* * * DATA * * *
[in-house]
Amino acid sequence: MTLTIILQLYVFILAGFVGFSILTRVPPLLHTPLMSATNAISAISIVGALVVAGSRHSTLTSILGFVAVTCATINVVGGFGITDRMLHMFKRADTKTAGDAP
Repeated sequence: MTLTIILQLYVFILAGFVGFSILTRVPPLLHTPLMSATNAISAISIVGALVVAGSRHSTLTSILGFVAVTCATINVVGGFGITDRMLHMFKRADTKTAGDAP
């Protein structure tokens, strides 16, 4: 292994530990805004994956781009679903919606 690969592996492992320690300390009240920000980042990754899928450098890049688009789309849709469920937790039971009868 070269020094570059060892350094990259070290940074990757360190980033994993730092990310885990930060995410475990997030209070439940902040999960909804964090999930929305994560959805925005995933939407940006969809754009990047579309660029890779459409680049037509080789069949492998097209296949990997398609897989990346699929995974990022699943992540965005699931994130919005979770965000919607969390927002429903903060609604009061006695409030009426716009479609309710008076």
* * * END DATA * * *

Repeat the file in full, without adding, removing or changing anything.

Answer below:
[in-house]
Amino acid sequence: MTLTIILQLYVFILAGFVGFSILTRVPPLLHTPLMSATNAISAISIVGALVVAGSRHSTLTSILGFVAVTCATINVVGGFGITDRMLHMFKRADTKTAGDAP
Repeated sequence: MTLTIILQLYVFILAGFVGFSILTRVPPLLHTPLMSATNAISAISIVGALVVAGSRHSTLTSILGFVAVTCATINVVGGFGITDRMLHMFKRADTKTAGDAP
């Protein structure tokens, strides 16, 4: 292994530990805004994956781009679903919606 690969592996492992320690300390009240920000980042990754899928450098890049688009789309849709469920937790039971009868 070269020094570059060892350094990259070290940074990757360190980033994993730092990310885990930060995410475990997030209070439940902040999960909804964090999930929305994560959805925005995933939407940006969809754009990047579309660029890779459409680049037509080789069949492998097209296949990997398609897989990346699929995974990022699943992540965005699931994130919005979770965000919607969390927002429903903060609604009061006695409030009426716009479609309710008076």